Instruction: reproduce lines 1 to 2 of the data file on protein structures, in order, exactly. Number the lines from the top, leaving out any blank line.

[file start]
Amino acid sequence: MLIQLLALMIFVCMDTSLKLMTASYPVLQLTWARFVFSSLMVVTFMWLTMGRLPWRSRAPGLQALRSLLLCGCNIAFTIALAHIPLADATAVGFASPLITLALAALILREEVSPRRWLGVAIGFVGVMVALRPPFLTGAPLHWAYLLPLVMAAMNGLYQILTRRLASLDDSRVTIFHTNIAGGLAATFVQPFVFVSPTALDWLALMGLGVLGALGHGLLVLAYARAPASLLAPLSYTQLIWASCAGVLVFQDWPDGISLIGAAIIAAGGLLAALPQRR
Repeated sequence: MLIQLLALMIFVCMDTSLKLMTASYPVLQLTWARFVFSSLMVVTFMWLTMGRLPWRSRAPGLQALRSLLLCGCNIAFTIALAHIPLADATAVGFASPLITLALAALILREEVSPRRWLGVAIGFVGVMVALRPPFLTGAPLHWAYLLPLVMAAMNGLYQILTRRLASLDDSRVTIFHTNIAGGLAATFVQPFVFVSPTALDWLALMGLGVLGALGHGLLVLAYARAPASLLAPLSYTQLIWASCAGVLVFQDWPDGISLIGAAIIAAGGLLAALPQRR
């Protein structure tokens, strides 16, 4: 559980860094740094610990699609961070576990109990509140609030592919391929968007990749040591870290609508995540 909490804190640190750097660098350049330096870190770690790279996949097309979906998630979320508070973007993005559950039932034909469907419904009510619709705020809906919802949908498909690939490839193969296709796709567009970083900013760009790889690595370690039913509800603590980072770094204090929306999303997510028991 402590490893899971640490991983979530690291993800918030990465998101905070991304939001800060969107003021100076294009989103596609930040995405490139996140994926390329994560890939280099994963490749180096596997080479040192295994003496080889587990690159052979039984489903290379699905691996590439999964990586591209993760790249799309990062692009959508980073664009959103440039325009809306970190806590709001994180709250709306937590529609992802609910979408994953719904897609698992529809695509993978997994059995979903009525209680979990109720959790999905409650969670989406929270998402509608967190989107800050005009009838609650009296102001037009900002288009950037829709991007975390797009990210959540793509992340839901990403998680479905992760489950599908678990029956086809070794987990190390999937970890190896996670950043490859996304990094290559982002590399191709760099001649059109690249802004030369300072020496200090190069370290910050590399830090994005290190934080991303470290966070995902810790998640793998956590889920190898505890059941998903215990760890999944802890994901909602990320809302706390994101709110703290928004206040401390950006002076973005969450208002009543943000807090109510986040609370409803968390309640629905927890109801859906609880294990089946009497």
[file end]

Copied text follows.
Amino acid sequence: MLIQLLALMIFVCMDTSLKLMTASYPVLQLTWARFVFSSLMVVTFMWLTMGRLPWRSRAPGLQALRSLLLCGCNIAFTIALAHIPLADATAVGFASPLITLALAALILREEVSPRRWLGVAIGFVGVMVALRPPFLTGAPLHWAYLLPLVMAAMNGLYQILTRRLASLDDSRVTIFHTNIAGGLAATFVQPFVFVSPTALDWLALMGLGVLGALGHGLLVLAYARAPASLLAPLSYTQLIWASCAGVLVFQDWPDGISLIGAAIIAAGGLLAALPQRR
Repeated sequence: MLIQLLALMIFVCMDTSLKLMTASYPVLQLTWARFVFSSLMVVTFMWLTMGRLPWRSRAPGLQALRSLLLCGCNIAFTIALAHIPLADATAVGFASPLITLALAALILREEVSPRRWLGVAIGFVGVMVALRPPFLTGAPLHWAYLLPLVMAAMNGLYQILTRRLASLDDSRVTIFHTNIAGGLAATFVQPFVFVSPTALDWLALMGLGVLGALGHGLLVLAYARAPASLLAPLSYTQLIWASCAGVLVFQDWPDGISLIGAAIIAAGGLLAALPQRR